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Wells v. United States

October 21, 2009


The opinion of the court was delivered by: Hillman, District Judge


This case concerns the imposition of a penalty for unpaid payroll taxes owed to the United States of America. Presently before the Court is the motion of defendant/counter-claimant, the United States of America, for partial summary judgment on plaintiff's claims against it. For the reasons expressed below, defendant's motion will be denied.


Federal law requires an employer to withhold federal income and social security taxes from employee wages, and to pay those taxes to the United States Treasury. 26 U.S.C. §§ 3102(a), 3402(a)(1), 7501(a) (explaining that the withholding taxes are held in trust for the United States and must be paid over to the United States). If an employer does not pay the government those taxes, the government must still credit employees for the withholdings. The government, however, has no recourse against the individual employee who failed to make the payments. Therefore, in order to recoup the unpaid taxes, the government is permitted by statute to assess a penalty equal to 100% of the unpaid taxes against the individual responsible for collecting and paying the taxes. 26 U.S.C. §§ 6672, 7202. Here, plaintiff challenges the assessment of such a penalty against her.

From 1992 through 2007, plaintiff, Anne Wells, with her husband, W. Steven Wells, owned Wells Care, Inc., a provider of home health care services. Plaintiff, a registered nurse, owned fifty percent of the business and served as the company's vice-president. According to plaintiff, she handled the patient care aspect of the business, and her husband, who served as president, handled all the finances. In October 2007, the IRS assessed a penalty against plaintiff for her failure to collect, account for, and pay over employment taxes for the four tax periods between October 1, 2004 through September 30, 2005.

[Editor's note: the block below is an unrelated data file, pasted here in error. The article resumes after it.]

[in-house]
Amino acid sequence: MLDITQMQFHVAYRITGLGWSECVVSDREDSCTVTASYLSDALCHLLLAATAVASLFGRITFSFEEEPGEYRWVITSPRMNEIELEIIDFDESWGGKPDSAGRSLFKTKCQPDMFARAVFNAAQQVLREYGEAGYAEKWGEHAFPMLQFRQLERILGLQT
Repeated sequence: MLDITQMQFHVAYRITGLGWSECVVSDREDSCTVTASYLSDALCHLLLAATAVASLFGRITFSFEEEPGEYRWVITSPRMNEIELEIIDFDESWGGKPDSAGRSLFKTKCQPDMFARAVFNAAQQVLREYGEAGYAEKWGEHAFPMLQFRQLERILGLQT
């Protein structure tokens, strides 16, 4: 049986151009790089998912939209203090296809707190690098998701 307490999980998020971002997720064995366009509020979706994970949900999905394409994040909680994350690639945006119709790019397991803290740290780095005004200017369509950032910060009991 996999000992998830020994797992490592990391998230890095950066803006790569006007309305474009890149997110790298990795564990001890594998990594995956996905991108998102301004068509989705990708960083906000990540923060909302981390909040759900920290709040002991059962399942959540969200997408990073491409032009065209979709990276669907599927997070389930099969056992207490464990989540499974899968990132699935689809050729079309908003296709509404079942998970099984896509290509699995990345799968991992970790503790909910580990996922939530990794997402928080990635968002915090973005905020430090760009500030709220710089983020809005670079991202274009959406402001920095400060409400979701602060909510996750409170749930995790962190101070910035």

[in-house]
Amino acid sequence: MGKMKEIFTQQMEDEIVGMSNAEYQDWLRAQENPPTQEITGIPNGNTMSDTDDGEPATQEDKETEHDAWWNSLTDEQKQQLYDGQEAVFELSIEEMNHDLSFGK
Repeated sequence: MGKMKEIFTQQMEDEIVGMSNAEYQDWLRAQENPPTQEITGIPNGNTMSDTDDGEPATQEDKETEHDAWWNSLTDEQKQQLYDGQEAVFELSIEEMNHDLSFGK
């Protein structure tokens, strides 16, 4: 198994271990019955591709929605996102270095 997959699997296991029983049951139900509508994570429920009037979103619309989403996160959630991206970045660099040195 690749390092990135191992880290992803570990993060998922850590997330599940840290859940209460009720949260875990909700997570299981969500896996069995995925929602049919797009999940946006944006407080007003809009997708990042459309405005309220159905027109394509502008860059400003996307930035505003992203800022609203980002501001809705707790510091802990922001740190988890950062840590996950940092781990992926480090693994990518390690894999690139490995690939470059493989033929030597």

Plaintiff does not dispute that Wells Care, Inc. failed to make payroll tax deposits. Plaintiff, however, claims that the assessment of the penalty against her is improper because her husband was solely responsible for handling the business's finances, including the payment of payroll taxes, and that she did not know of his failure to do so until the spring of 2007. Further, she claims that even after she became aware of the delinquencies, she was assured by her husband that the tax issues were resolved, even though it turns out that they were not. She has filed this lawsuit against the United States to challenge the government's assessment of a penalty against her. In response, the United States has filed a counterclaim seeking to reduce plaintiff's tax liabilities to judgment. In its instant motion, the United States seeks judgment in its favor on plaintiff's claims.


A. Jurisdiction

Plaintiff brings her case pursuant to 26 U.S.C. § 6672, and jurisdiction is conferred upon this Court by 28 U.S.C. § 1346(a)(1).

B. Summary judgment standard

Summary judgment is appropriate where the Court is satisfied that "the pleadings, depositions, answers to interrogatories, and admissions on file, together with the affidavits, if any, show that there is no genuine issue as to any material fact and that the moving party is entitled to a judgment as a matter of law." Celotex Corp. v. Catrett, 477 U.S. 317, 330 (1986); Fed. R. Civ. P. 56(c).

An issue is "genuine" if it is supported by evidence such that a reasonable jury could return a verdict in the nonmoving party's favor. Anderson v. Liberty Lobby, Inc., 477 U.S. 242, 248 (1986). A fact is "material" if, under the governing substantive law, a dispute about the fact might affect the outcome of the suit. Id. In considering a motion for summary judgment, a district court may not make credibility determinations or engage in any weighing of the evidence; instead, the non-moving party's evidence "is to be believed and all justifiable inferences are to be drawn in his favor." Marino v. Industrial Crating Co., 358 F.3d 241, 247 (3d Cir. 2004)(quoting Anderson, 477 U.S. at 255).

Initially, the moving party has the burden of demonstrating the absence of a genuine issue of material fact. Celotex Corp. v. Catrett, 477 U.S. 317, 323 (1986). Once the moving party has met this burden, the nonmoving party must identify, by affidavits or otherwise, specific facts showing that there is a genuine issue for trial. Id. Thus, to withstand a properly supported motion for summary judgment, the nonmoving party must identify specific facts and affirmative evidence that contradict those offered by the moving party. Anderson, 477 U.S. at 256-57. A party opposing summary ...

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